Mumbai: Taps without water, floors that are dirty, no electricity and an unbearable stink– this is the plight of many regular public or community toilets in India. While the central government is on a toilet building spree under Swachh Bharat Abhiyan, maintaining the newly constructed toilets is another vital aspect for a Clean India that gets ignored. The situation was no different in a community toilet in Jharkhand’s Jamshedpur city a few days ago. The toilet, which was once A dumping spot, is now clean and hygienic, thanks to the alumnae of Indian Institute of Technology (ISM), Dhanbad.
After passing out from ISM, Saurabh Kumar and his peers founded ToWaSo, an acronym for Total Waste Solution, a startup to give waste management solutions to companies, municipal bodies and residential complexes. The organisation has developed a toilet cleaner as a solution for dirty toilets. The cleaner is completely eco-friendly, chemical free and is made from discarded citrus fruits.
There are a total of 58 community and public toilets in the steel city and the Jamshedpur Notified Area Committee (JNAC) found it difficult to maintain the cleanliness and sanitation of the toilets with regular chemical cleaners. The reason was that use of such cleaners reduced the bacterial growth in the septic tank or fecal sludge treatment facility required to degrade the human waste. When JNCA approached ToWaSo to find an eco-friendly solution, the team came up with the idea of converting fruit waste into a cleaning agent.
Talking to NDTV about this one-of-a-kind solution to curb waste generated and clean toilets, Saurabh says,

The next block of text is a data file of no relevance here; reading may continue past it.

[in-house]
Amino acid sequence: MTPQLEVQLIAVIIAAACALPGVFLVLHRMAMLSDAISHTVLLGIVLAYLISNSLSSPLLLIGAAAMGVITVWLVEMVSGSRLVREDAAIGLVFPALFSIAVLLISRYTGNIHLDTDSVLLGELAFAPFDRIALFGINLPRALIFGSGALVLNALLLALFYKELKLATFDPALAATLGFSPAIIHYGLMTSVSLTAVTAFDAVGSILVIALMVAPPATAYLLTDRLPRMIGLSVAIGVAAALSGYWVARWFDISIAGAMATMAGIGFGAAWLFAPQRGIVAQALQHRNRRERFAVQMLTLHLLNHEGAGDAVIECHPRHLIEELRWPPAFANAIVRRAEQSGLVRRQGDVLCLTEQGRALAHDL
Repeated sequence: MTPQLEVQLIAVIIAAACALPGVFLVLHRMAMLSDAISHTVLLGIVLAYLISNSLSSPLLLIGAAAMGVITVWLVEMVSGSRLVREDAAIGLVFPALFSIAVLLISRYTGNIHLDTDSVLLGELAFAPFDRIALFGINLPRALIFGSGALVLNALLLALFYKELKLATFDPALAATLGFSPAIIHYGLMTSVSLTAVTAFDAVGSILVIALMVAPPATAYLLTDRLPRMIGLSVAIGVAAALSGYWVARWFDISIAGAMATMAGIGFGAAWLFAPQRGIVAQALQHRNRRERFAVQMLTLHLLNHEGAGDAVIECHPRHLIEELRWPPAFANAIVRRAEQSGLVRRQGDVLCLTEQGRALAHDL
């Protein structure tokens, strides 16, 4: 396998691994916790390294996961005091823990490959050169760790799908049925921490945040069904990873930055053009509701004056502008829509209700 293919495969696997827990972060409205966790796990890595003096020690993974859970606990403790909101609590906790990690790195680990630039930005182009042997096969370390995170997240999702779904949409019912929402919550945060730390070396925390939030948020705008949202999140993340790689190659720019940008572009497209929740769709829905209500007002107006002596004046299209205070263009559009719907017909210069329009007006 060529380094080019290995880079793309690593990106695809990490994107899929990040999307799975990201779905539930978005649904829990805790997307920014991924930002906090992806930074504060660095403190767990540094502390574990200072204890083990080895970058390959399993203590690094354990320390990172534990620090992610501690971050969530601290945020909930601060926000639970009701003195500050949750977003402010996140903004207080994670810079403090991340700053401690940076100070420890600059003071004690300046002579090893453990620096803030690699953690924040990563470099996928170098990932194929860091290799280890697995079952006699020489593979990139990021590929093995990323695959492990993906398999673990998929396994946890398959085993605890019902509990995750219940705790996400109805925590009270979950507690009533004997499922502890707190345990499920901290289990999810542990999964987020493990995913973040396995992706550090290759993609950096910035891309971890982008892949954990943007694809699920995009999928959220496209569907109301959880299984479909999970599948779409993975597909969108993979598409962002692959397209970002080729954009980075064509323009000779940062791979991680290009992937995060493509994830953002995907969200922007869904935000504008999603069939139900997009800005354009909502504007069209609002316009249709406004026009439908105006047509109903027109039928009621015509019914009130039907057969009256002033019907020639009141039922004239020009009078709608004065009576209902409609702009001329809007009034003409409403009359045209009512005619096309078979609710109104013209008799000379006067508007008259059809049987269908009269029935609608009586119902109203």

This initiative is to convert the fruit waste into a useful bio-enzyme toilet cleaner. It will help to curb the waste being generated in the city. It will ensure a microbe-friendly medium in septic tank. In an era where we are dreaming of going organic in all areas, this initiative is a step taken towards it.
With logistical aid from JNAC, the team collects fruit waste and transports it to their unit. 10 plastic drums each of 200ml capacity of waste, are placed near the JNAC town hall, a place given by the corporation to the team. One contains the microbes while the others store fruit leftovers collected from roadside vendors. After adding water and essential microbes, it goes through several process like the hydrolysis anaerobic digestion. It takes less than four weeks to achieve the results.
The chemical is not only eco-friendly but also helps in increasing the rate of degradation of waste. It also requires less preparation and is easy to process.
Since bio-enzyme is a natural cleaning agent, it is unique from the traditional chemicals we used to use to clean toilets. Fruit wastes are easily available, and the process adopted to prepare this cleaner has no negative environmental effect, says Saurabh.
Talking about the investment cost and financial returns on the cleaning agent, Saurabh says,
It can be a source of income generation as toilet cleaner is required for every household. Producing Bio-Enzyme is financially viable for producers as well as the buyers. For a batch production unit of 100 liters per day it requires an investment of Rs 20,000 for the setup apart from the space. Since no such skilled workers are needed to produce this, anyone can make this cleaning agent.
The team, which is presently supplying the agent to JNAC for free, has managed to convert 200 kilos of citrus fruit waste and produced nearly 1,800 litres of cleaning agent.
NDTV – Dettol Banega Swachh India campaign lends support to the Government of India’s Swachh Bharat Mission (SBM). Helmed by Campaign Ambassador Amitabh Bachchan, the campaign aims to spread awareness about hygiene and sanitation, the importance of building toilets and making India open defecation free (ODF) by October 2019, a target set by Prime Minister Narendra Modi, when he launched Swachh Bharat Abhiyan in 2014. Over the years, the campaign has widened its scope to cover issues like air pollution, waste management, plastic ban, manual scavenging and menstrual hygiene. The campaign has also focused extensively on marine pollution, clean Ganga Project and rejuvenation of Yamuna, two of India’s major river bodies.